Treating the Ribs in Pregnancy and Postpartum Care

The Importance of Treating the Ribs

Do you know why treating the ribs of your pregnant and postpartum clients is so important?

As a pelvic health provider, your primary focus is the pelvis. Though, as you most likely already know, we cannot treat one part of the body in isolation. We need to look at the whole person and the whole body. When it comes to pregnancy and postpartum care, assessing and treating the ribs is an integral part of your care treatment as it can help address pain and dysfunction, including prolapse, as well as create better positioning for the baby during birth.

Treating The Ribs in Pregnancy

As the uterus expands and the baby grows, the baby takes up more and more space until it puts pressure on the diaphragm and lower ribcage. The baby may use any part of its body to press up on the ribs, causing rib pain and dysfunction. The shorter-waisted a person is, the more pressure there will be on the abdominal wall, diaphragm and ribcage. The ribs need to expand and move for greater comfort in our pregnant clients. When they cannot, they create rib pain or thoracic spine pain.

Common Postural Pattern

One of the most common postural patterns I see in my pregnant clients is the pelvis in front of the heels, where the pelvis can be either anteriorly or posteriorly rotated. In this posture, the posterior rib cage gets tight with the thoracic spine going into extension or rib thrusting, possibly to make more room for the baby.

Issues From Postural Pattern

Let’s focus on the posterior ribcage or back wall of the ribcage for a moment. When your clients have tension in this area of their body due to the typical postural pattern in pregnancy, it can create several issues. Primarily, there will be increased tension on the anterior abdominal wall, which can decrease core strength, and in the postpartum period, it can contribute to less support to the pelvic organs. These issues must then be addressed in the postpartum period to help restore core strength and rectify potential issues that could lead to pelvic organ prolapse.

Treating the Ribs to Help with Baby’s Positioning

During pregnancy, the posterior rib tightness can cause issues with the baby’s positioning when the tension is unilateral. If someone has a tight posterior rib cage on the left, you will find that the baby is more off to the right. If the baby is head down into the pelvis, tightness on the left back of the ribs will cause the baby’s head to be slightly off to the right or possibly heading into the right hip area.

The posterior ribs must be addressed when the baby is off to one side to help with baby’s positioning for birth. It is essential to regularly assess the ribcage, and I highly encourage you to know how to address this tightness for better birth outcomes for your clients.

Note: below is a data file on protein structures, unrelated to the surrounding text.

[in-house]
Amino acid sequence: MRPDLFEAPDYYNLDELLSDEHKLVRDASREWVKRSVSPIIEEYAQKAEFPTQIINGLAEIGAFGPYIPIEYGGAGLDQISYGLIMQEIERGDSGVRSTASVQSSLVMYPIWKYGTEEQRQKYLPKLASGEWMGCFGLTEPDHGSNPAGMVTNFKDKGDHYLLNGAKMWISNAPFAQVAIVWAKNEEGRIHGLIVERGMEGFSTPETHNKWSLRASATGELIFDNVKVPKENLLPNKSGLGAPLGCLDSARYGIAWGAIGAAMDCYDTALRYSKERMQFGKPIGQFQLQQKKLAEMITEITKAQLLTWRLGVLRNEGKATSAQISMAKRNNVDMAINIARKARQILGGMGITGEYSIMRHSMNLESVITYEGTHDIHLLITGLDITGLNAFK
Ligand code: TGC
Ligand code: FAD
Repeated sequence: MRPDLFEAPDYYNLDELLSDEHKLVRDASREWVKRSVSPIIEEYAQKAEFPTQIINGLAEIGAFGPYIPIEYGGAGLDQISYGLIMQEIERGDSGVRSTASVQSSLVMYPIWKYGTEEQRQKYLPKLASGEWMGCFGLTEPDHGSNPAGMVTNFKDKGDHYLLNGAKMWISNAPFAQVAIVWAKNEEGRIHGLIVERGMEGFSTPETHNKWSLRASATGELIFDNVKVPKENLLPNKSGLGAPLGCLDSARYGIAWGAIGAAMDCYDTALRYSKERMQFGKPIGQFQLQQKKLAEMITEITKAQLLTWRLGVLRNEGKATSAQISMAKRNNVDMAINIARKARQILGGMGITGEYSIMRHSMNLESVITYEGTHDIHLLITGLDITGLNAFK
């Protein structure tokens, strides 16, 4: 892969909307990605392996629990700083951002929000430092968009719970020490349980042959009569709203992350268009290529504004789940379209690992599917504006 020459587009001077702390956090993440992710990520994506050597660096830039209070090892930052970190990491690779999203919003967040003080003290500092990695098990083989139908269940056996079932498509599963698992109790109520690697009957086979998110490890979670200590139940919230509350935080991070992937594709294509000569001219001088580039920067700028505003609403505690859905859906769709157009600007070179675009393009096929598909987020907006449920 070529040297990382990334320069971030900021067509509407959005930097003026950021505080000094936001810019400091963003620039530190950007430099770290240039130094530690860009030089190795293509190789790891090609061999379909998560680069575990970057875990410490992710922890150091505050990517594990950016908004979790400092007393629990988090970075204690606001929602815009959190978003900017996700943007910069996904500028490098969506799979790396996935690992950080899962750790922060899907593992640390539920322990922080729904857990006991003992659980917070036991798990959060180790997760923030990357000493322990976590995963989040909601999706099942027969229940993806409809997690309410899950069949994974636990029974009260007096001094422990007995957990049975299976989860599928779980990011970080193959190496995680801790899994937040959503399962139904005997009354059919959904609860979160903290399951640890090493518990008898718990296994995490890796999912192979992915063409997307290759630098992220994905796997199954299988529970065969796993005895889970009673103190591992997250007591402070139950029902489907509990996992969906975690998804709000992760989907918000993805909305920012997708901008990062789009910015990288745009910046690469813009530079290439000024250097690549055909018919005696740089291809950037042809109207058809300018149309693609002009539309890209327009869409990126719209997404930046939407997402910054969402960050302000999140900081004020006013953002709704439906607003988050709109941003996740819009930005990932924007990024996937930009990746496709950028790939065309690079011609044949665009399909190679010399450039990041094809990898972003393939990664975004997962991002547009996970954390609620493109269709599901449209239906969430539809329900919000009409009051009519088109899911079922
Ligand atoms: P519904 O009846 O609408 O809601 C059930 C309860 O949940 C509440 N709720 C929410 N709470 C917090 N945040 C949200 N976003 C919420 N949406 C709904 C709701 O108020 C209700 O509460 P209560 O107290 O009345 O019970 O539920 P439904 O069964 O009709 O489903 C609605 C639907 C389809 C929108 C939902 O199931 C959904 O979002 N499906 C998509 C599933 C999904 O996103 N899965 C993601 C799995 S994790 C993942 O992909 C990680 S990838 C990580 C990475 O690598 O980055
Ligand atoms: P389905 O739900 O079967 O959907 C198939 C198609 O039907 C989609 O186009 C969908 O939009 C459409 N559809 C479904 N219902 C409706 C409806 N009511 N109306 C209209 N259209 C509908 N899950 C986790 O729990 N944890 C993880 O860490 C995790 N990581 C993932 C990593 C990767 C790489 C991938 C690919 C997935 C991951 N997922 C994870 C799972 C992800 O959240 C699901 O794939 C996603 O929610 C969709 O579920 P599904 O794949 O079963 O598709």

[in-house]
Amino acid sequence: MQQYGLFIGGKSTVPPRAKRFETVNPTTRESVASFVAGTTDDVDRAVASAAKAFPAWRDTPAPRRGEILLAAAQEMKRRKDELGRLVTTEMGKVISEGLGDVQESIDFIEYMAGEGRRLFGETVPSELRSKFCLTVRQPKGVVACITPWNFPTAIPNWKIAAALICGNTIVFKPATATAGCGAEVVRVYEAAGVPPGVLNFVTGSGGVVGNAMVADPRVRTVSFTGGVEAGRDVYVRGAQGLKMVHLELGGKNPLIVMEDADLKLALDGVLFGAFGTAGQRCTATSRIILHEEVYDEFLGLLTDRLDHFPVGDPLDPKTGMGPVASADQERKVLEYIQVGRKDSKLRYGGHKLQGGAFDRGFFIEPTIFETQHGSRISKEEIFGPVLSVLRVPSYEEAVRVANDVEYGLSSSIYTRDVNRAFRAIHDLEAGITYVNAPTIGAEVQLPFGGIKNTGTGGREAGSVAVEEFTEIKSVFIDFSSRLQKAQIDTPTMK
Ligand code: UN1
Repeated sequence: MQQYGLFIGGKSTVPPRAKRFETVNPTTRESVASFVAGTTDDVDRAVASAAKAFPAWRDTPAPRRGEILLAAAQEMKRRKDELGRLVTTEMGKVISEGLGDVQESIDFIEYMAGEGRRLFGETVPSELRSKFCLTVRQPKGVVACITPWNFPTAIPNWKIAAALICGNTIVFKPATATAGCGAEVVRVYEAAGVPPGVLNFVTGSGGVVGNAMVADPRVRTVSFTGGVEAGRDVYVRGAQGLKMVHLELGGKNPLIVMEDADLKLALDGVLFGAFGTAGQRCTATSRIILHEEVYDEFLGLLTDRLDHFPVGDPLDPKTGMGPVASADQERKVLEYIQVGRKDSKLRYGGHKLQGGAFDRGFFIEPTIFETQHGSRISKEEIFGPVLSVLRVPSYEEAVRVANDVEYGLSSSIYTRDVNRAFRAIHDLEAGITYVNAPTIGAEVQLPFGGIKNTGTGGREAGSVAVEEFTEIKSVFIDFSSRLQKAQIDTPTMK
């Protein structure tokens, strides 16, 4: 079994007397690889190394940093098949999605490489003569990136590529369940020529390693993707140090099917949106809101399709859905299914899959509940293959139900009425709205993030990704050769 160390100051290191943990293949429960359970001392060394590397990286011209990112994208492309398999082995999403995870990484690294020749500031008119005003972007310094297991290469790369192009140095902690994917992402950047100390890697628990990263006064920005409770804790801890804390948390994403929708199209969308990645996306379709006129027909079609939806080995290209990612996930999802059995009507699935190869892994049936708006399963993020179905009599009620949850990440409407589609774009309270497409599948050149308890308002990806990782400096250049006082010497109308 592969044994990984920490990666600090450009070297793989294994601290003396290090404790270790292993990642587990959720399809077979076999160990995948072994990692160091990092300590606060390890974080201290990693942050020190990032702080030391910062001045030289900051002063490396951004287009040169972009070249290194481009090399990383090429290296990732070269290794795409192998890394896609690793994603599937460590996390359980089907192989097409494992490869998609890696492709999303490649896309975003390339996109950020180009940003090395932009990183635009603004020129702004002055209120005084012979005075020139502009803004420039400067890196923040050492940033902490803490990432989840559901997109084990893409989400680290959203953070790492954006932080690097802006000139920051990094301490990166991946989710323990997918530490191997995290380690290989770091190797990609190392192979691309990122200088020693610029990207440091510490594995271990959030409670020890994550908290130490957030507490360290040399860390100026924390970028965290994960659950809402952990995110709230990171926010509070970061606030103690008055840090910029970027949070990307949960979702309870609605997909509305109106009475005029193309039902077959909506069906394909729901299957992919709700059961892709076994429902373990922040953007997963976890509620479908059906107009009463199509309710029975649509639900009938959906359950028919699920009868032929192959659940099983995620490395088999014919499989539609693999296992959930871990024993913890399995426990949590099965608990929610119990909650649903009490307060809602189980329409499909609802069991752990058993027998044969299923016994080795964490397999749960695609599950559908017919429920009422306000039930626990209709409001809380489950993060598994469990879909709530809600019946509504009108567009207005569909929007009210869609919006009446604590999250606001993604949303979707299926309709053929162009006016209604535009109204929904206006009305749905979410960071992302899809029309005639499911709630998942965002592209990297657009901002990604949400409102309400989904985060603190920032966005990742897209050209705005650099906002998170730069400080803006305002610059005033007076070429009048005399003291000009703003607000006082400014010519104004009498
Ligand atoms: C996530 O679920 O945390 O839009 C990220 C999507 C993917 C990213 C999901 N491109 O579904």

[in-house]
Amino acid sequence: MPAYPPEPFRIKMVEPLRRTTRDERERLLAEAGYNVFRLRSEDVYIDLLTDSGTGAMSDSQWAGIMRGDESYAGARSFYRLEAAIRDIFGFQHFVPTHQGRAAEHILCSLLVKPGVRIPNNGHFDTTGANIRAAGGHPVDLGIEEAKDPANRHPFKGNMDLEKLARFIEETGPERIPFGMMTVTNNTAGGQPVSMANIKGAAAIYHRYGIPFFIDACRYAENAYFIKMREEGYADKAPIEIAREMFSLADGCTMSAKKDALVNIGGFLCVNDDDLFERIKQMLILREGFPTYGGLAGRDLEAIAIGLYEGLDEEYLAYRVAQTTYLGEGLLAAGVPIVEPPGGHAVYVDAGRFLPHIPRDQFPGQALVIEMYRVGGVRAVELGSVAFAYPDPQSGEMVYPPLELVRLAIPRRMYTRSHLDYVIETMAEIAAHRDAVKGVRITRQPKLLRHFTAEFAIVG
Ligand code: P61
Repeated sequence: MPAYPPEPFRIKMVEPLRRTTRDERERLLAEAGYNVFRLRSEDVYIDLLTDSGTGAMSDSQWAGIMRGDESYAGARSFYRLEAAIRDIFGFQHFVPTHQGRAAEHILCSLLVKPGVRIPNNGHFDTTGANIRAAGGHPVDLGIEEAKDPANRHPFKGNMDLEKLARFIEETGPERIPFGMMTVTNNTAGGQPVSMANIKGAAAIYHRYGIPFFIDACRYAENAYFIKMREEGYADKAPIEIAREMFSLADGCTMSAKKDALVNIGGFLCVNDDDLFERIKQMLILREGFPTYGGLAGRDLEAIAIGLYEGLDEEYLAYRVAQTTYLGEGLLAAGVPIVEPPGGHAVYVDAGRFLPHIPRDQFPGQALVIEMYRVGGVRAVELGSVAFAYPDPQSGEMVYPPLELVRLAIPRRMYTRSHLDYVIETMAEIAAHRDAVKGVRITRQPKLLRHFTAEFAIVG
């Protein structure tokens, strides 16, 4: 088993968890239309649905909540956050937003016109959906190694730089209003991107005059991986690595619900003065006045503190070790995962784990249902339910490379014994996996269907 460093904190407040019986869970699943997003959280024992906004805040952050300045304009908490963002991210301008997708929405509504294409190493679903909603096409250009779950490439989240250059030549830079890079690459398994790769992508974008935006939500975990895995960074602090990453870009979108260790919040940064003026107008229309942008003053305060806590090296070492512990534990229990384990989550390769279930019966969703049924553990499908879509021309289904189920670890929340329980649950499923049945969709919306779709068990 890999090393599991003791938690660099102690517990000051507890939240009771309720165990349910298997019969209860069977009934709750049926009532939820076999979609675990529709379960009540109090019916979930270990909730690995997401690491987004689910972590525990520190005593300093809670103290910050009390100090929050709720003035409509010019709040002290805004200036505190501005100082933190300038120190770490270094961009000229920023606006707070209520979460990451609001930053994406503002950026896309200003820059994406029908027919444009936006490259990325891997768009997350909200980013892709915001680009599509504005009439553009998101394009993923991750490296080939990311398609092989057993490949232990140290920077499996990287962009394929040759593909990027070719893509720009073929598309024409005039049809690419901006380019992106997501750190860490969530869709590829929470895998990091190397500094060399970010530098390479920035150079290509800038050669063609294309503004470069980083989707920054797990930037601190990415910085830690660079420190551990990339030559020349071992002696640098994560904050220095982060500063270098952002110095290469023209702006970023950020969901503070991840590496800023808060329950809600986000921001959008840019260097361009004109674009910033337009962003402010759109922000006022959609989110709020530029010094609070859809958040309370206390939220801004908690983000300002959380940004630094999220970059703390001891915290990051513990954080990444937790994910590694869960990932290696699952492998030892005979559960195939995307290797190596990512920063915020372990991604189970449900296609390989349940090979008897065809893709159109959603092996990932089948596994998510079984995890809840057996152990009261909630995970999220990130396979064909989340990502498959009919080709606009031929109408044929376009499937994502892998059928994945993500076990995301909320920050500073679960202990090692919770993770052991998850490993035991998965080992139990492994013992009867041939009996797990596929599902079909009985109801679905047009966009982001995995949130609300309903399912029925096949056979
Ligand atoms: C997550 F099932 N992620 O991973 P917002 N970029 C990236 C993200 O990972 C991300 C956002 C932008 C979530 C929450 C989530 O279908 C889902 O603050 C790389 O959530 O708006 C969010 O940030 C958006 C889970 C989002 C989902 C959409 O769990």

Treating The Ribs Postpartum

The ribs can take a lot of abuse from the baby inside the mom’s womb. It may have kicked, headbutted, or just plain butted them out of place depending on the baby’s position in the belly. Another issue with the ribs is they can be stuck in inhalation. Expanded out to the side, causing bra sizes (the number measurement around the ribcage) to increase. Assessing and treating the ribs, bringing them into a more neutral position with good mobility, helps your postpartum clients breathe easier and have less rib pain.

Rib Thrusting and Tension

Depending on your client’s postural habits during pregnancy, you may need to address tightness in the posterior ribcage and help get them out of rib thrusting. Psoas release may help get the ribs into a more neutral position as there is muscular attachment into the lower ribs from the psoas muscle. Addressing the diaphragm, liver and stomach areas is equally vital in normalizing the rib cage after birth. I teach you how to work with these areas, including the treatment techniques, in the Holistic Treatment of the Postpartum Body course.

Benefits of Treating the Ribs

Getting the ribcage into a more neutral position helps the diaphragm work better for stronger core activation and ease in taking a deep breath. It can also provide greater negative suction to the pelvic organs for those dealing with or having the potential for pelvic organ prolapse. Treating the ribs in postpartum clients provides them with the support they need after birth.

Treating The Ribs Education

The ribcage can be a complex structure to treat; however, treating the ribs is an essential part of pregnancy and postpartum care. When you use mobility testing and feel for hardness in the ribs, you can easily identify the dysfunctions. I offer a unique approach to assessing and treating the ribs that is super effective in the Holistic Treatment of the Postpartum Body course for those who are interested in learning more.

About the Author: Lynn Schulte is a Pelvic Health Therapist and the founder of the Institute for Birth Healing, a pelvic health continuing education organization that specializes in prenatal and postpartum care. For more information, go to

Leave a Reply